The Vanderbilt Reichert Planetarium: 50 years of exploring the stars

The Vanderbilt Reichert Planetarium: 50 years of exploring the stars

Vanderbilt visitors enjoy a trip into space. Photo by Jennifer Vacca

The Suffolk County Vanderbilt Museum in Centerport found a way in the late 1960s to honor William K. Vanderbilt II’s (1878-1944) love of science and exploration – and to create a new revenue source – when it decided to build a planetarium. Last month, the Vanderbilt Reichert Planetarium observed its 50th birthday.

Opened on June 29, 1971, the Planetarium began generating income to support Museum operations. The Planetarium was a testimony to Mr. Vanderbilt’s passionate interest in science and astronomy and his use of celestial navigation in the early 20th century while circumnavigating the globe in his yachts. Most importantly, the Planetarium was and is essential to the Museum’s mission to provide high-quality astronomy and science education.

The Planetarium, which was popular with visitors immediately, became an invaluable teaching tool. By the second decade of this century, however, the facility and its technology were worn and years out of date. In 2012, the Vanderbilt, with substantial help from Suffolk County, undertook a $4-million renovation and complete technological update of the facility, which reopened on March 15, 2013.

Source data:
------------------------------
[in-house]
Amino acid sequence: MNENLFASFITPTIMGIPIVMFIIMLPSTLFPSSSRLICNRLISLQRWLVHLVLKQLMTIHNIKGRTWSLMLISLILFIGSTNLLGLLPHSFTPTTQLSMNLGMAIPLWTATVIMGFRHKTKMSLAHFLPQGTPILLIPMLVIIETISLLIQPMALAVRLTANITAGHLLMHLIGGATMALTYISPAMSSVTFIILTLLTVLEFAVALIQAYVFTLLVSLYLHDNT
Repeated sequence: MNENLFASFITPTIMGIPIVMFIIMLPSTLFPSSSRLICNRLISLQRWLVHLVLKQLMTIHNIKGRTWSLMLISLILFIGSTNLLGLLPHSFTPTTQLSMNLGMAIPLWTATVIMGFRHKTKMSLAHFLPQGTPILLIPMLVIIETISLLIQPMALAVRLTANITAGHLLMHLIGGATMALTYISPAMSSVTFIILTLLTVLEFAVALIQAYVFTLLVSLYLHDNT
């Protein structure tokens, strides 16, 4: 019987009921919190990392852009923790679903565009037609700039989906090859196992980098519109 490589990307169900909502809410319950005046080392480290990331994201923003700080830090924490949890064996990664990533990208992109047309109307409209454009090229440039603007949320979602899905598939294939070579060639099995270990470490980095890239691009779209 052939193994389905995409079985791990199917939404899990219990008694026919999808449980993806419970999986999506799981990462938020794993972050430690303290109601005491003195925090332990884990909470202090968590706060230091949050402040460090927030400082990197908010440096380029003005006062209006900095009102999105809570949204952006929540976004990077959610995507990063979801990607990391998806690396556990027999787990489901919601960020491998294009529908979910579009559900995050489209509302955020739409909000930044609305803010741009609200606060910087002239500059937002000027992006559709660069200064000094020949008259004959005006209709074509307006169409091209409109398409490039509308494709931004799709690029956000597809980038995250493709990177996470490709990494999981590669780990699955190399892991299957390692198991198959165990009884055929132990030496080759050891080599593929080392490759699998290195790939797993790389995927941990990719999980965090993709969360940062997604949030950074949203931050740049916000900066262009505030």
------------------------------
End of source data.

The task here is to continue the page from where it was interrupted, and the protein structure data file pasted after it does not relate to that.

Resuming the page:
The renovation design allows the star projector to retract out of audience sightlines. This feature, along with removable rows of seating, provides flexibility for the William and Mollie Rogers Theater to be used also as a venue for lectures, performing arts, and large-group meetings. Flexible theatre space allows the Museum to expand its audiences, visibility, and regional appeal.

In February 2020, the Vanderbilt received approval from Suffolk County to use Museum endowment funds for significant technological upgrades. The Vanderbilt purchased two advanced systems – laser phosphorus full-dome video projectors that generate sharper imagery and laser-beam projectors to enhance laser-light entertainment shows. Dave Bush, director of the Planetarium, said this state-of-the-art equipment adds dimension and excitement and greatly improves the visual experience.

The Planetarium is an education center with astronomy programs for visiting school groups that align with New York State educational standards. The facility also offers science entertainment programs and laser-light shows. The Observatory recently added a solar telescope for safe viewing of the Sun.

The Planetarium, which has a 60-foot-diameter dome, is one of the largest and most advanced in the United States. More than 85,000 visitors see shows there each year.

In honor of its largest benefactors, the Vanderbilt renamed the facility the Charles and Helen Reichert Planetarium in 2019. Their unprecedented gift is helping to ensure the Planetarium’s future.

Visit www.vanderbiltmuseum.org for upcoming shows and programs.

 

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